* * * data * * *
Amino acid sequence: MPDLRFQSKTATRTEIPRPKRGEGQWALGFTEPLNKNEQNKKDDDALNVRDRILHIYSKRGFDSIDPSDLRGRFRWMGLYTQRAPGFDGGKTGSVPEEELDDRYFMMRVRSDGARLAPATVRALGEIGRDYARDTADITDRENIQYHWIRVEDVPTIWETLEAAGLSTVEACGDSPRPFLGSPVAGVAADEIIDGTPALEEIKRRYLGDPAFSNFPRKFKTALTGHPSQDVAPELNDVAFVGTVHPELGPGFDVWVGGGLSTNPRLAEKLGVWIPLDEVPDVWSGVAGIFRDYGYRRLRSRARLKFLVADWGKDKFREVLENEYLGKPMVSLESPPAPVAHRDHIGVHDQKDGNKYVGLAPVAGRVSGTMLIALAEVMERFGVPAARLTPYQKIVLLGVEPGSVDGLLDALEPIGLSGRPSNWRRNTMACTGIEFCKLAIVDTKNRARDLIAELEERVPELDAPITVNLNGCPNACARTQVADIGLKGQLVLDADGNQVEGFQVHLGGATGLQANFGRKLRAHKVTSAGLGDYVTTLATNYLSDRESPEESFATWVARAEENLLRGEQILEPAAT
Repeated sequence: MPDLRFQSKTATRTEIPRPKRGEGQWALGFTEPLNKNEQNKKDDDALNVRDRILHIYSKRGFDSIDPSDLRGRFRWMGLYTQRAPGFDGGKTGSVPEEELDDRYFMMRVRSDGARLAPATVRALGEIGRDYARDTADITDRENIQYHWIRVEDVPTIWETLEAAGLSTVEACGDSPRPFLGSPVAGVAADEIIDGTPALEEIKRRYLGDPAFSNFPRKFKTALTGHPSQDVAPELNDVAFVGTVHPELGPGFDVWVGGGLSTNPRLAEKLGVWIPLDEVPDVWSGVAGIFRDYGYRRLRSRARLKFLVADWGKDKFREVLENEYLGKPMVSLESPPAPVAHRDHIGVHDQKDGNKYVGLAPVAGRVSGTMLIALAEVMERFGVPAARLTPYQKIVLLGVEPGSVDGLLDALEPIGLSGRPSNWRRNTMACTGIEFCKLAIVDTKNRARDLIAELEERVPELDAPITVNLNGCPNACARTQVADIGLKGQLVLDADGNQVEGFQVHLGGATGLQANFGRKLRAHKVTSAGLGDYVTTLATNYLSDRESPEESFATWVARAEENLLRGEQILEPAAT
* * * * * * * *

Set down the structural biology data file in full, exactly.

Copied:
Amino acid sequence: MPDLRFQSKTATRTEIPRPKRGEGQWALGFTEPLNKNEQNKKDDDALNVRDRILHIYSKRGFDSIDPSDLRGRFRWMGLYTQRAPGFDGGKTGSVPEEELDDRYFMMRVRSDGARLAPATVRALGEIGRDYARDTADITDRENIQYHWIRVEDVPTIWETLEAAGLSTVEACGDSPRPFLGSPVAGVAADEIIDGTPALEEIKRRYLGDPAFSNFPRKFKTALTGHPSQDVAPELNDVAFVGTVHPELGPGFDVWVGGGLSTNPRLAEKLGVWIPLDEVPDVWSGVAGIFRDYGYRRLRSRARLKFLVADWGKDKFREVLENEYLGKPMVSLESPPAPVAHRDHIGVHDQKDGNKYVGLAPVAGRVSGTMLIALAEVMERFGVPAARLTPYQKIVLLGVEPGSVDGLLDALEPIGLSGRPSNWRRNTMACTGIEFCKLAIVDTKNRARDLIAELEERVPELDAPITVNLNGCPNACARTQVADIGLKGQLVLDADGNQVEGFQVHLGGATGLQANFGRKLRAHKVTSAGLGDYVTTLATNYLSDRESPEESFATWVARAEENLLRGEQILEPAAT
Repeated sequence: MPDLRFQSKTATRTEIPRPKRGEGQWALGFTEPLNKNEQNKKDDDALNVRDRILHIYSKRGFDSIDPSDLRGRFRWMGLYTQRAPGFDGGKTGSVPEEELDDRYFMMRVRSDGARLAPATVRALGEIGRDYARDTADITDRENIQYHWIRVEDVPTIWETLEAAGLSTVEACGDSPRPFLGSPVAGVAADEIIDGTPALEEIKRRYLGDPAFSNFPRKFKTALTGHPSQDVAPELNDVAFVGTVHPELGPGFDVWVGGGLSTNPRLAEKLGVWIPLDEVPDVWSGVAGIFRDYGYRRLRSRARLKFLVADWGKDKFREVLENEYLGKPMVSLESPPAPVAHRDHIGVHDQKDGNKYVGLAPVAGRVSGTMLIALAEVMERFGVPAARLTPYQKIVLLGVEPGSVDGLLDALEPIGLSGRPSNWRRNTMACTGIEFCKLAIVDTKNRARDLIAELEERVPELDAPITVNLNGCPNACARTQVADIGLKGQLVLDADGNQVEGFQVHLGGATGLQANFGRKLRAHKVTSAGLGDYVTTLATNYLSDRESPEESFATWVARAEENLLRGEQILEPAAT